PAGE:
Cooking with Quinoa

Trying a new whole grain can be intimidating, especially when the name is difficult to pronounce. Quinoa (pronounced keen-wa) is a grain growing in popularity due to its nutritional value. Quinoa has more fiber and twice as much protein as any other grain. It can be used in a variety of dishes including burgers, stir-fries, breakfast bowls and even pizza crust.

Today’s recipe uses quinoa, black beans and cottage cheese. I love making this for on-the-road meals. These would also be a great option for kiddos who are in sports activities and need a quick meal before practice. You can freeze the mini cakes for up to 3 months and use them as needed. So instead of driving through the fast food line, grab a protein packed Quinoa Cake! Enjoy!

 

Protein Packed Quinoa Cakes
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These savory cakes are a great option for dinner on the run.
Servings Prep Time
12 20
Cook Time
20
Servings Prep Time
12 20
Cook Time
20
Protein Packed Quinoa Cakes
  • 1
  • 2
  • 3
  • 4
  • 5
Votes: 0
Rating: 0
You:
Rate this recipe!
These savory cakes are a great option for dinner on the run.
Servings Prep Time
12 20
Cook Time
20
Servings Prep Time
12 20
Cook Time
20
Ingredients
Servings:
Units:
Instructions
  1. Preheat oven to 375 degrees F. Place 12 liners in a muffin tin and spray with cooking spray
  2. Bring water to a boil in a medium saucepan. Stir in quinoa. Reduce to a simmer, cover and cook until the grains are tender and fluffy. Let cool for about 10 minutes and transfer to a large bowl.
  3. Add eggs, beans, cottage cheese, scallions, flour, baking powder, salt and spices. Stir until combined. Fold in shredded cheese.
  4. Bake the cakes until slightly brown on top (20-25 minutes). Let cool for 5-10 minutes. Serve with your favorite salsa and avocado.
Recipe Notes

Serving Size: 1 single cake

Calories: 100, Total Fat 2.5g, Saturated Fat 1g, Cholesterol 35mg, Sodium 250mg, Total Carbohydrate 12g, Dietary Fiber 2g, Protein 8g

Recipe adapted from Eating Well

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Use Your Brain, Go for Whole Grains!

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Courtesy of https://bearygoodstuff.wordpress.com/

There is a lot of controversy in the media over whole grains. Some wonder whether or not they will cause weight gain, and what the health benefits are. Labels can even make it difficult to identify a whole grain. Whole grains are an important part of a nutritious diet and there are many benefits that whole grains can provide to your health. Let’s go over the basics: whole grains vs. refined grains, how much you need, and where you can find it.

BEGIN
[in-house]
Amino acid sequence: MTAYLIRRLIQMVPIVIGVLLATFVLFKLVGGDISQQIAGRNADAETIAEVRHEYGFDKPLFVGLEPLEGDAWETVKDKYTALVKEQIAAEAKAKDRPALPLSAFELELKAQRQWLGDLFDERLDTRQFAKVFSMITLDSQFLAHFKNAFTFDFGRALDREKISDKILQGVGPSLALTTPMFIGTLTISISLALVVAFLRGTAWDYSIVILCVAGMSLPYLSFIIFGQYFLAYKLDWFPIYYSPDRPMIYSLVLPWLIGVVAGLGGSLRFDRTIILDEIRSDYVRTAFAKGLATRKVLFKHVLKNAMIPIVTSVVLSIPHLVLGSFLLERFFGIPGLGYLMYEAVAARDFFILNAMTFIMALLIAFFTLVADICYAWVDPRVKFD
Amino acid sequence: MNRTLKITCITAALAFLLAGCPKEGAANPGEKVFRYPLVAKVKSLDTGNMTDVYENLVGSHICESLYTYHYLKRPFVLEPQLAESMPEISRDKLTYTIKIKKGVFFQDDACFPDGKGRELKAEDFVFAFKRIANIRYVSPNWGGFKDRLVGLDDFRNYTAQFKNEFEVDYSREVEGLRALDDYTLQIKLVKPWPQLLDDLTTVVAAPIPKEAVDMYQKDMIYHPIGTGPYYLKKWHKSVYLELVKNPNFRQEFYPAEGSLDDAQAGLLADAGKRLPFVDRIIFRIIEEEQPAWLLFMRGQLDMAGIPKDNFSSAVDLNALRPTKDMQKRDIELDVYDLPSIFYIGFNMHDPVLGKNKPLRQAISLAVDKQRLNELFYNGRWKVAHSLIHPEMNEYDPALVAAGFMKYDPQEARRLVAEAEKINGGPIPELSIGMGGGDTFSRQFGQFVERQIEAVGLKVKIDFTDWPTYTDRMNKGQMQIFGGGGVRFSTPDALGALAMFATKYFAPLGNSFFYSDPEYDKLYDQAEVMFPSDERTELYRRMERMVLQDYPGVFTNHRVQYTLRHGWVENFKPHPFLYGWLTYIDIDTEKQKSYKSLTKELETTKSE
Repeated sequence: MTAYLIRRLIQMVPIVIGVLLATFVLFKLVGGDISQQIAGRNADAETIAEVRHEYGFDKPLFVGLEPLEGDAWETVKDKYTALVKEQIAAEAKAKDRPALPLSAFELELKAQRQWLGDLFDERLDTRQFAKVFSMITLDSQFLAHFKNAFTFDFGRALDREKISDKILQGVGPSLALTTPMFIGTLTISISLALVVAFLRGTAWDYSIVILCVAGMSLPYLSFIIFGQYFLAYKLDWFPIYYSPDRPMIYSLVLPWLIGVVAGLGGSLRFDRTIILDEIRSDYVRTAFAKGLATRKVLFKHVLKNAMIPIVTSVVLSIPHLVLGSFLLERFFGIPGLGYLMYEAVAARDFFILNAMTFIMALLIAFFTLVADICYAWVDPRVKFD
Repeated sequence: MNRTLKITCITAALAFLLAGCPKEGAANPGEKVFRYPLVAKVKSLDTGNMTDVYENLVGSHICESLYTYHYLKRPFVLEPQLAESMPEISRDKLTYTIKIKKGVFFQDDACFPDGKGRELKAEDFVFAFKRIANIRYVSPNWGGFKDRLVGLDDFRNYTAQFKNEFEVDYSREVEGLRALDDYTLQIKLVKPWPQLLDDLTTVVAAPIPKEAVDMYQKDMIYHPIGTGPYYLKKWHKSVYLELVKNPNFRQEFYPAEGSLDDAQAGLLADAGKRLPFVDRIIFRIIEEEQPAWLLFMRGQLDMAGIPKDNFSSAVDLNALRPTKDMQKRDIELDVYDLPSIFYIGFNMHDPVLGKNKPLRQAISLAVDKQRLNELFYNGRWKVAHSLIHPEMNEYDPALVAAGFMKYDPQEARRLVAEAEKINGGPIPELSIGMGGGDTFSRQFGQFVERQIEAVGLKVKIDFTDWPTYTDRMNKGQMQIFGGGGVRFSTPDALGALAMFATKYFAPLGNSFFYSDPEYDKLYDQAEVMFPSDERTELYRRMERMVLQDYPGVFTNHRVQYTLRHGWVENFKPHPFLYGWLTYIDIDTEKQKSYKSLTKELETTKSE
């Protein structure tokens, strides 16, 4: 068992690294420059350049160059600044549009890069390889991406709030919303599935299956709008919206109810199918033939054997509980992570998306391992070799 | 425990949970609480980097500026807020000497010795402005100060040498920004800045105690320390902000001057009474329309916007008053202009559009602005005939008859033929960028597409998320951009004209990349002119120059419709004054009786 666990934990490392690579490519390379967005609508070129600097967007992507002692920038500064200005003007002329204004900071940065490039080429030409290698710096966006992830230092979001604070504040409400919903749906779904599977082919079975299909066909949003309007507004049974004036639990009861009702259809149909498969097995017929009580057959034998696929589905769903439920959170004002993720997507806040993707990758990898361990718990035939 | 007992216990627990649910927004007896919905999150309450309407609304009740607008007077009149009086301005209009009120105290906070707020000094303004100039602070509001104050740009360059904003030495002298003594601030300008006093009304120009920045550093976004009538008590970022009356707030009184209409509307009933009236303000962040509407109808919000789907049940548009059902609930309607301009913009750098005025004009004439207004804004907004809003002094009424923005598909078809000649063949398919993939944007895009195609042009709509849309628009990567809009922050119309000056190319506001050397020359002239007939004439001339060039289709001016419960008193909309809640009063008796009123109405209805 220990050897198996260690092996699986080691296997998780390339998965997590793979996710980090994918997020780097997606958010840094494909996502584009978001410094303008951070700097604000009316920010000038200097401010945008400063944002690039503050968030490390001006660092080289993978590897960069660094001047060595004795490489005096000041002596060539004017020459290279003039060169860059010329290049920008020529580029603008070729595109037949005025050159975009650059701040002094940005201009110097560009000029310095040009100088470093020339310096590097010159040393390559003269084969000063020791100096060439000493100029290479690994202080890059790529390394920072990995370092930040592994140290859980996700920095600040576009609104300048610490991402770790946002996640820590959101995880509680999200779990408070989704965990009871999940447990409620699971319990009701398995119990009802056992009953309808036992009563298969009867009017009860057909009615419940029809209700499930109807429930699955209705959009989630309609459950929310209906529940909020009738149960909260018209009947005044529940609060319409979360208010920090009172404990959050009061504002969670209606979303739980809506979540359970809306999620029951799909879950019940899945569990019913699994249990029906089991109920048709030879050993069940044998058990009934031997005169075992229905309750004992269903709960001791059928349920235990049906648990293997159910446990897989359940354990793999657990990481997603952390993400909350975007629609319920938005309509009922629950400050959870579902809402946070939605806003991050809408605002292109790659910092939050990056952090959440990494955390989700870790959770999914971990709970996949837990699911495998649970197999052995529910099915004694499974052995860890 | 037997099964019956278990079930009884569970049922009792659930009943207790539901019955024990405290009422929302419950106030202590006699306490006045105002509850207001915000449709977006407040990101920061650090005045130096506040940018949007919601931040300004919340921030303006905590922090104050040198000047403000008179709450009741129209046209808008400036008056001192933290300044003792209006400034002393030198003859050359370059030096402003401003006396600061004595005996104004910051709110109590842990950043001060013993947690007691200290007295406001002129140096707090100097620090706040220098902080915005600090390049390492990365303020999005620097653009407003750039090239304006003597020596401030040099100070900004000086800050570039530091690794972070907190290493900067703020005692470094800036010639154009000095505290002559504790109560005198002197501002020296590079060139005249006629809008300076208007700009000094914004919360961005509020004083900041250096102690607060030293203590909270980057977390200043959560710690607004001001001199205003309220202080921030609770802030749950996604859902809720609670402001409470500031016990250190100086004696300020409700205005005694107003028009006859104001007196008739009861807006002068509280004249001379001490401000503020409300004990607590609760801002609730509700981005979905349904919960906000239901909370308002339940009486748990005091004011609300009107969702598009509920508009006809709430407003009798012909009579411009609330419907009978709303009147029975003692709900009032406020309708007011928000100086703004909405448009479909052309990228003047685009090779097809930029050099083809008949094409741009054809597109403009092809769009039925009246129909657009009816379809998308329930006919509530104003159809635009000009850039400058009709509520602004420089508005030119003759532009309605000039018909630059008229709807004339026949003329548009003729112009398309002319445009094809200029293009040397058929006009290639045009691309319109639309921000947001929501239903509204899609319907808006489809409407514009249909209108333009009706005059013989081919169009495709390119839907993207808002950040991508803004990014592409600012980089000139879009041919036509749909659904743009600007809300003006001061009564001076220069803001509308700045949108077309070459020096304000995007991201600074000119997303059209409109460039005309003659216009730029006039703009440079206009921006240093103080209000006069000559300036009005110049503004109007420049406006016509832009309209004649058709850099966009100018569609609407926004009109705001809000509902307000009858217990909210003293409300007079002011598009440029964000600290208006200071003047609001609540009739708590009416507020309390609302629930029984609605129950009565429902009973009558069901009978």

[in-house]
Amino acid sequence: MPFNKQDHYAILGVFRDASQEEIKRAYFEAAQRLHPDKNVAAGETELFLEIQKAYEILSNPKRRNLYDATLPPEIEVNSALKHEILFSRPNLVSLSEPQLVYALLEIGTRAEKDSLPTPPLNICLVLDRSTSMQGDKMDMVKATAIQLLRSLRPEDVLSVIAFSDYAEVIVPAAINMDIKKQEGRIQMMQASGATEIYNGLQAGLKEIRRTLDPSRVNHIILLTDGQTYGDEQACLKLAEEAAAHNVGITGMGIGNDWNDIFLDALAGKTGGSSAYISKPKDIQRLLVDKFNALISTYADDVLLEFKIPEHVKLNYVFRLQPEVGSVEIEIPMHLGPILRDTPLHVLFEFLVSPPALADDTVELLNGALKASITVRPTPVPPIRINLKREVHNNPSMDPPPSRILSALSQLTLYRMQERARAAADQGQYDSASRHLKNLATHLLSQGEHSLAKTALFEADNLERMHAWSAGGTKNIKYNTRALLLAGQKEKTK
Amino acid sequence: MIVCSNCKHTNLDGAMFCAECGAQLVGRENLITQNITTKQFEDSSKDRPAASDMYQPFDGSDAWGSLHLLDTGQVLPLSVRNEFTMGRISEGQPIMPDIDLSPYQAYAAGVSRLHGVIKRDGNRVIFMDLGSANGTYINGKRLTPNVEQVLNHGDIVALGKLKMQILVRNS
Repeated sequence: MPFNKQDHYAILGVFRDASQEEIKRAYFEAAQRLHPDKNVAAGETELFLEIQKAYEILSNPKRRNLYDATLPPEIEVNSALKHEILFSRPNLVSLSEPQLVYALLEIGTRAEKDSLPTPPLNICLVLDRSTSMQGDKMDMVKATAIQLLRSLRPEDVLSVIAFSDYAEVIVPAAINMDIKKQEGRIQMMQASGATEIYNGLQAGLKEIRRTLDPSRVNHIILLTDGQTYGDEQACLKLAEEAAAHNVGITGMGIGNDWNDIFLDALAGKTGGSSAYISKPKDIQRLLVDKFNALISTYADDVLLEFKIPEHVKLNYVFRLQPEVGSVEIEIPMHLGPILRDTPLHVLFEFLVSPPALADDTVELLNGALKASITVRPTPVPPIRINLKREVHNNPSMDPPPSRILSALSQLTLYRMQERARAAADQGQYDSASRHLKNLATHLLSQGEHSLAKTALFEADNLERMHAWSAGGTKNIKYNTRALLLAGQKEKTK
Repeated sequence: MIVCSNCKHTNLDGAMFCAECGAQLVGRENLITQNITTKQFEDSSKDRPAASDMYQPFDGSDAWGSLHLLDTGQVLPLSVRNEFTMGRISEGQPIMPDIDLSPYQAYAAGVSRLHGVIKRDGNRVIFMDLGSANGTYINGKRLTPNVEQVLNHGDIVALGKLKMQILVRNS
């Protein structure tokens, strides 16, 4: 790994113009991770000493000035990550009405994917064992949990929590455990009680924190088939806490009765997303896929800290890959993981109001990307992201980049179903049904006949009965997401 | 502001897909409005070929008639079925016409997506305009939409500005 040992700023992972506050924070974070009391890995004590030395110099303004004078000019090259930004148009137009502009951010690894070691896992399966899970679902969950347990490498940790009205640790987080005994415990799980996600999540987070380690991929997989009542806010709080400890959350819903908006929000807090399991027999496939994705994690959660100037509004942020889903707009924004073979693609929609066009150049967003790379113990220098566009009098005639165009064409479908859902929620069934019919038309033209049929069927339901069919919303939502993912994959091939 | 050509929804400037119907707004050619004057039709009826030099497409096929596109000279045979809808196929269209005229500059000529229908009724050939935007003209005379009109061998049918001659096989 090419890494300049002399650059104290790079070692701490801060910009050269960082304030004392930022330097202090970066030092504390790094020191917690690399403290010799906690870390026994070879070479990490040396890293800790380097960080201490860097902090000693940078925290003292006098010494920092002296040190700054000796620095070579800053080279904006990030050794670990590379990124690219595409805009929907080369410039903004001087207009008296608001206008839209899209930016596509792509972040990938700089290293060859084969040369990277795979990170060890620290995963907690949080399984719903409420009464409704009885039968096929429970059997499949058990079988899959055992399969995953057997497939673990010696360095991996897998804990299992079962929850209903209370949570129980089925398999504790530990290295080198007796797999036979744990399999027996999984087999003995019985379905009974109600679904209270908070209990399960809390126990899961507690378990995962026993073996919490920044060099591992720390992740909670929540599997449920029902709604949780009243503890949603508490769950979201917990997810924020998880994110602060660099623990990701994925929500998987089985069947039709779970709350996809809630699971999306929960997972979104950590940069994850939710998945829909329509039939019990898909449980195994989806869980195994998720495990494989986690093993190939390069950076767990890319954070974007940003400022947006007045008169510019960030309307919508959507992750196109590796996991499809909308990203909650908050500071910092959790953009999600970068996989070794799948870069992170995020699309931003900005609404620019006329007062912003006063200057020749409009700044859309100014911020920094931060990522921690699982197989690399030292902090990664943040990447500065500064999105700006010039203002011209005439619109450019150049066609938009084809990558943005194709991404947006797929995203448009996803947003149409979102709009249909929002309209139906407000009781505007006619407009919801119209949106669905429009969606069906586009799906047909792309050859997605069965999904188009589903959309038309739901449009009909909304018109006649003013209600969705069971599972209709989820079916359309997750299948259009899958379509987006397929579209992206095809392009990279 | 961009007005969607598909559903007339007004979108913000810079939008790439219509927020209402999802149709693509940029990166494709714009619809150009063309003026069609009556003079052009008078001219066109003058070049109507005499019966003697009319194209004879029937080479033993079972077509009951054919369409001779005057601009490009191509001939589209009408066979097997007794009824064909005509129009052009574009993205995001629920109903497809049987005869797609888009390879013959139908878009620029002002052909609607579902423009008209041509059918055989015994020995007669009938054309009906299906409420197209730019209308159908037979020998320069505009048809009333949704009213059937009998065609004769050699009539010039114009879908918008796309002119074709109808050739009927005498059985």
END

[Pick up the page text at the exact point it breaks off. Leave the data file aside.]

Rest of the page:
Whole grains vs. Refined grains

Whole grains are grains which have not gone through the milling process. Milling removes most of the nutrients in a grain including fiber, B vitamins, Vitamin E and minerals (aka all the good stuff).

Refined grains have been stripped from the bran and germ. Products of refined grains are white flour, white rice and many packaged products. Refined grains are used often in processed foods due to their longer shelf life. [Read more…]

Ways to Reduce Liquid Calories

Have you rethought any of your drinks this week? For a healthy weight, it is important to balance physical activity with food and beverage intakeScreen Shot 2015-04-15 at 10.44.05 AM, but many of us do not realize how many calories we are getting just from liquids. Beware of juice, soft drinks, sweetened teas, fruit drinks and sports and energy drinks. They are usually loaded with added sugar and empty calories.  Juice? This may be a surprise for some, but too much of a good thing is possible.  The Academy of Nutrition and Dietetics recommends a maximum of 4-6 oz of juice a day. Usually when a person orders juice it comes in a 16 oz glass (which is over 200 calories).  A better option would be to eat the actual fruit and you get the benefits of phytonutrients and fiber.

Another sabotager is coffee drinks. One medium frozen frappuccino can range anywhere from 250-450 calories and 15g of fat. That is equivalent to eating 3 1/2 twinkies! You don’t have to completely give up your coffee, choose options of reduced fat milk or a smaller size. Watch the video below on how to make a lower calorie latte using a glass jar and your microwave. Not only does this method save you calories it also keeps money in your pocket ($3.45 vs $0.50). So the next time you are choosing a beverage, look at the nutrition label or choose a nice cool glass of water. Enjoy!!

Note: Skim milk foams better than 1% or 2% milk. Remember- always remove metal lid when putting the  jar in the microwave.

Rethink Your Drink

Day-beverages
Picture courtesy of extension.org

Have you ever wondered how many calories are in your morning cup of coffee, juice, soda or evening cocktail? We sometimes forget to look at liquids when evaluating our diets. Liquid calories can add up fast.
In a previous post, we discussed the components of losing weight (remember that equation – burn more calories than you consume)?  [Read more…]

Throwback Thursday

You are in for a special treat! We found the FIRST Dinner Tonight video and thought it was appropriate for today’s “Throwback Thursday.” Dana Tarter was a Family and Consumer Sciences AgriLife Extension agent in Tarrant County when she was the first star of Dinner Tonight. The program has grown tremendously since this video and we are excited for what is to come. Don’t forget to try Lemon Butter Fish for dinner tonight. Enjoy! [Read more…]